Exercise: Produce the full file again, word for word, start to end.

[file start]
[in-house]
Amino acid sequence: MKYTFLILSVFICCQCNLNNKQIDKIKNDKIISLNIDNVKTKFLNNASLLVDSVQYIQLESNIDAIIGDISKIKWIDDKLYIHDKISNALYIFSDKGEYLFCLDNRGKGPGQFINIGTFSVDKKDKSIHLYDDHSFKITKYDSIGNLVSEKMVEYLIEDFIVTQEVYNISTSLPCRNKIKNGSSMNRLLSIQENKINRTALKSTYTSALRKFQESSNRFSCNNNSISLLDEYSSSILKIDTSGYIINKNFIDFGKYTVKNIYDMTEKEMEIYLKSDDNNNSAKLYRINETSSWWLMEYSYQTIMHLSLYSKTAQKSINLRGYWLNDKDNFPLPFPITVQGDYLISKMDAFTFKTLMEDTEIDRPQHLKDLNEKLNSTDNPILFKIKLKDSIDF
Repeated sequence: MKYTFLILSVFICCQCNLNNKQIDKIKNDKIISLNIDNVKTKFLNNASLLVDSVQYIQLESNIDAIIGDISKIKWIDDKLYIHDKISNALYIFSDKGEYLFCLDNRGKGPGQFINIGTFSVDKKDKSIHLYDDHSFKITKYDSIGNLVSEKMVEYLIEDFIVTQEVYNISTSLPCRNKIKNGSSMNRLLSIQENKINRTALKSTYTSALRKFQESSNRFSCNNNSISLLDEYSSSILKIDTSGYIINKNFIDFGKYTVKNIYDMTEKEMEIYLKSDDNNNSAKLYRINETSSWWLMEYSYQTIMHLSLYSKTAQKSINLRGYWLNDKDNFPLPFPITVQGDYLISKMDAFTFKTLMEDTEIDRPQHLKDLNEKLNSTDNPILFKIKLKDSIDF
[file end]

[in-house]
Amino acid sequence: MKYTFLILSVFICCQCNLNNKQIDKIKNDKIISLNIDNVKTKFLNNASLLVDSVQYIQLESNIDAIIGDISKIKWIDDKLYIHDKISNALYIFSDKGEYLFCLDNRGKGPGQFINIGTFSVDKKDKSIHLYDDHSFKITKYDSIGNLVSEKMVEYLIEDFIVTQEVYNISTSLPCRNKIKNGSSMNRLLSIQENKINRTALKSTYTSALRKFQESSNRFSCNNNSISLLDEYSSSILKIDTSGYIINKNFIDFGKYTVKNIYDMTEKEMEIYLKSDDNNNSAKLYRINETSSWWLMEYSYQTIMHLSLYSKTAQKSINLRGYWLNDKDNFPLPFPITVQGDYLISKMDAFTFKTLMEDTEIDRPQHLKDLNEKLNSTDNPILFKIKLKDSIDF
Repeated sequence: MKYTFLILSVFICCQCNLNNKQIDKIKNDKIISLNIDNVKTKFLNNASLLVDSVQYIQLESNIDAIIGDISKIKWIDDKLYIHDKISNALYIFSDKGEYLFCLDNRGKGPGQFINIGTFSVDKKDKSIHLYDDHSFKITKYDSIGNLVSEKMVEYLIEDFIVTQEVYNISTSLPCRNKIKNGSSMNRLLSIQENKINRTALKSTYTSALRKFQESSNRFSCNNNSISLLDEYSSSILKIDTSGYIINKNFIDFGKYTVKNIYDMTEKEMEIYLKSDDNNNSAKLYRINETSSWWLMEYSYQTIMHLSLYSKTAQKSINLRGYWLNDKDNFPLPFPITVQGDYLISKMDAFTFKTLMEDTEIDRPQHLKDLNEKLNSTDNPILFKIKLKDSIDF